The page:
MANCHESTER, Iowa (CN) - A roadside zoo must surrender its tigers and lemurs to suitable facilities because conditions there violated the Endangered Species Act, a federal judge ruled.
U.S. District Judge Jon Scoles found Thursday that the Cricket Hollow Zoo's violations "are pervasive, long-standing and ongoing."
Whereas the lemurs suffered from "social isolation, lack of environmental enrichment, and inadequate sanitation," the tigers were deprived of adequate veterinary care and adequate sanitation, the ruling states.
Between June 2013 and July 2015, five tigers died at the zoo, according to the ruling. Two of the big cats had even died in the same month.
"If an exhibitor chooses to keep endangered species, it must assume the obligation - and the cost - of providing such care," Scoles wrote. "I believe Cricket Hollow's failure to provide timely and appropriate veterinary care has delayed or prevented adequate treatment, thus resulting in 'injury' to the tigers."
Judge Scoles noted that, when zookeeper Pam Sellner consulted with her vet about the tigers, she did so over the phone. In one case, according to the ruling, the vet did not visit a sick tiger until he came to the zoo to euthanize it. In another case, he was never told of a tiger's illness or her death.
The court also slammed Cricket Hollow for keeping a pair of ring-tailed lemurs in one cage, with a ruffed lemur housed by itself.
Testifying about the lemurs at a trial in October, the Duke Lemur Center's Peter Klopfer said the isolation these animals faced would leave them "permanently stressed."
In the wild, ruffed lemurs and ring-tailed lemurs like those found in the zoo "never live alone," and instead live in groups of eight to 20, Klopfer said.
"Because living in relative isolation disrupts the lemurs' normal behavior patterns, I believe the housing arrangement at Cricket Hollow constitutes 'harassment' and therefore a 'taking' with the meaning of the Endangered Species Act," Scoles wrote.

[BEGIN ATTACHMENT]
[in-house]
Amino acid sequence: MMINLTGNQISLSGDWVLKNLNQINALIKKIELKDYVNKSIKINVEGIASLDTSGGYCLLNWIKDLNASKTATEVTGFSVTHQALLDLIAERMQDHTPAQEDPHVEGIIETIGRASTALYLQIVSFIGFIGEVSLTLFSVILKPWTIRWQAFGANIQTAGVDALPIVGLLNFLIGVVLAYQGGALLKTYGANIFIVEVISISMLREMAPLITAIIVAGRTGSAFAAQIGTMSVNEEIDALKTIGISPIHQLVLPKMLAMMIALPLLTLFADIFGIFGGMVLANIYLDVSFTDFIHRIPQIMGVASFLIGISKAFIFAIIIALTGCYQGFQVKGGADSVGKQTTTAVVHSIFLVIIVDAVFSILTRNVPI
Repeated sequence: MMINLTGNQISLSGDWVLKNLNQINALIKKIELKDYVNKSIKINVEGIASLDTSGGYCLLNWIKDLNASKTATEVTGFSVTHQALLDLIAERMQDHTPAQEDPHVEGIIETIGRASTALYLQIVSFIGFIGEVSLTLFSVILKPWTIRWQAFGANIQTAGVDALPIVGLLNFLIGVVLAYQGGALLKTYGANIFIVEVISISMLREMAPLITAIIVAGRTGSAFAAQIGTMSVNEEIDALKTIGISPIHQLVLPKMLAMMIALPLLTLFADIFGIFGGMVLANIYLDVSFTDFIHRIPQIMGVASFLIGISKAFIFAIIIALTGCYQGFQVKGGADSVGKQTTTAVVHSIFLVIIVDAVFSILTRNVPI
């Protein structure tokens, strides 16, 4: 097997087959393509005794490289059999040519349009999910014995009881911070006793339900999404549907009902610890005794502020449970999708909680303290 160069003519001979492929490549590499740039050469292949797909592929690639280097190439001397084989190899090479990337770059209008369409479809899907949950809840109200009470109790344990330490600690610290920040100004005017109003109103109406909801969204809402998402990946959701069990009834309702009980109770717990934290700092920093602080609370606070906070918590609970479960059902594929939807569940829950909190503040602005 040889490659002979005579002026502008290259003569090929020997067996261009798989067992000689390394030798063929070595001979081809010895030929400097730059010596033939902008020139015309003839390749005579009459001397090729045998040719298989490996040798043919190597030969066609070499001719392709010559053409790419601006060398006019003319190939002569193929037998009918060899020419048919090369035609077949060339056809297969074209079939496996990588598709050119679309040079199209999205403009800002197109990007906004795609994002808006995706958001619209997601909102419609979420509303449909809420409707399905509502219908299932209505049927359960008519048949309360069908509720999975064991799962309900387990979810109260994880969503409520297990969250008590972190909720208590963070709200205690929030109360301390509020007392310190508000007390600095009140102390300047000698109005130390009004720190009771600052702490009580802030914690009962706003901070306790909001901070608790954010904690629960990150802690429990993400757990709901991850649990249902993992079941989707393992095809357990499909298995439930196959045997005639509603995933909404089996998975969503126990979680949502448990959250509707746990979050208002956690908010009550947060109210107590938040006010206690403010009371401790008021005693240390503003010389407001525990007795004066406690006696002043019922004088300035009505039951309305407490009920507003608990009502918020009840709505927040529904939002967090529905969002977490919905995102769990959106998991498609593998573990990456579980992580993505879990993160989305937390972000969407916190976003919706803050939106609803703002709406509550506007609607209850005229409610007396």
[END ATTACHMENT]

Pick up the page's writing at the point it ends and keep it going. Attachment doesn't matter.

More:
Speaking about the ruling in an interview, Jeff Pierce, an attorney for the Animal Legal Defense Fund, called the judge's findings on isolation promising.
Such precedent could be helpful to other actions the ALDF has pending related to an elephant in San Antonio, a chimp in Baton Rouge and an orca in Miami, Pierce said.
Judge Scoles said Cricket Hollow also denied its lemurs environmental-enrichment opportunities.
"The evidence suggests the lemurs received very little in the way of environmental enrichment," he wrote, rejecting claims by the Sellners that they had provided the animals with perches and branches, along with PVC tubes stuffed with peanut butter and nuts.
Judge Scoles also found that the lemurs and the tigers were both plagued by a build-up of feces and other grime in their cages, though zookeepers Pam and Tom Sellner had claimed to clean the enclosures "daily."
"Despite the Sellners' best efforts, cleanliness throughout the Zoo has been a chronic problem," Scoles found. "I believe the Sellners care about the animals housed at Cricket Hollow, and it is clear they are extremely hard working, but they are simply unable to keep up with the demands of caring for 300 animals."
Aside from the Sellners, Cricket Hollow Zoo has no other employees, and Pam and Tom also run a large dairy farm. Tom is employed full-time as a welder as well.